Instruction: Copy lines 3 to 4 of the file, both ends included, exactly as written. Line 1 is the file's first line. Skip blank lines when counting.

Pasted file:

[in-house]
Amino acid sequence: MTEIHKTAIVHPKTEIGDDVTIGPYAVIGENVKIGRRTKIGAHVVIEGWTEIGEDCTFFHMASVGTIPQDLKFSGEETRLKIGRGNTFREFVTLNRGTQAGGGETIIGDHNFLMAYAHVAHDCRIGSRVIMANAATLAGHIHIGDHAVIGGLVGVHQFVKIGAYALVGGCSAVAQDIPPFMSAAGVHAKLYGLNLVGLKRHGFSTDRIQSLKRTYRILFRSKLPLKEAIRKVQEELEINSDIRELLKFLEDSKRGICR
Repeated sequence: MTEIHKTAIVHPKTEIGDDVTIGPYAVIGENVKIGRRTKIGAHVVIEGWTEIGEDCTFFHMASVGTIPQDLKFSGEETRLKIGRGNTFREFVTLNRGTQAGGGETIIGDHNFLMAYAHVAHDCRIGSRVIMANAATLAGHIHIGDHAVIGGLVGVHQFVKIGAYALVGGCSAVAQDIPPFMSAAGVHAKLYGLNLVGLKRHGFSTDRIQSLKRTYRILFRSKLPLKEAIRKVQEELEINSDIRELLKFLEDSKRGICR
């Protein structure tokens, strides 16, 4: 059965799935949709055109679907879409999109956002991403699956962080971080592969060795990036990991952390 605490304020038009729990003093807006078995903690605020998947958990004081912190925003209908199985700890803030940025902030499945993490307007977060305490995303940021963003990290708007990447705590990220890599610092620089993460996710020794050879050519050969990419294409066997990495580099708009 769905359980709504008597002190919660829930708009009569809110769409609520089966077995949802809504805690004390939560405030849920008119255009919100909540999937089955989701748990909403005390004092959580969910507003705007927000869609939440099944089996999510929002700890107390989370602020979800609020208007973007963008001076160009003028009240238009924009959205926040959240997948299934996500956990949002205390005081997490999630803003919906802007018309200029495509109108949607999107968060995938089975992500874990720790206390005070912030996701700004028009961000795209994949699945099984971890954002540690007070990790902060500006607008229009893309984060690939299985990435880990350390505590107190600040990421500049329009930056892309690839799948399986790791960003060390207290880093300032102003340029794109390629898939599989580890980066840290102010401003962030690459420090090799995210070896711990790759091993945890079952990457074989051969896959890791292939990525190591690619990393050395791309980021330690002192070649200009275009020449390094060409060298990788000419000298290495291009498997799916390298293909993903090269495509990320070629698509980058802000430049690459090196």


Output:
Repeated sequence: MTEIHKTAIVHPKTEIGDDVTIGPYAVIGENVKIGRRTKIGAHVVIEGWTEIGEDCTFFHMASVGTIPQDLKFSGEETRLKIGRGNTFREFVTLNRGTQAGGGETIIGDHNFLMAYAHVAHDCRIGSRVIMANAATLAGHIHIGDHAVIGGLVGVHQFVKIGAYALVGGCSAVAQDIPPFMSAAGVHAKLYGLNLVGLKRHGFSTDRIQSLKRTYRILFRSKLPLKEAIRKVQEELEINSDIRELLKFLEDSKRGICR
């Protein structure tokens, strides 16, 4: 059965799935949709055109679907879409999109956002991403699956962080971080592969060795990036990991952390 605490304020038009729990003093807006078995903690605020998947958990004081912190925003209908199985700890803030940025902030499945993490307007977060305490995303940021963003990290708007990447705590990220890599610092620089993460996710020794050879050519050969990419294409066997990495580099708009 769905359980709504008597002190919660829930708009009569809110769409609520089966077995949802809504805690004390939560405030849920008119255009919100909540999937089955989701748990909403005390004092959580969910507003705007927000869609939440099944089996999510929002700890107390989370602020979800609020208007973007963008001076160009003028009240238009924009959205926040959240997948299934996500956990949002205390005081997490999630803003919906802007018309200029495509109108949607999107968060995938089975992500874990720790206390005070912030996701700004028009961000795209994949699945099984971890954002540690007070990790902060500006607008229009893309984060690939299985990435880990350390505590107190600040990421500049329009930056892309690839799948399986790791960003060390207290880093300032102003340029794109390629898939599989580890980066840290102010401003962030690459420090090799995210070896711990790759091993945890079952990457074989051969896959890791292939990525190591690619990393050395791309980021330690002192070649200009275009020449390094060409060298990788000419000298290495291009498997799916390298293909993903090269495509990320070629698509980058802000430049690459090196």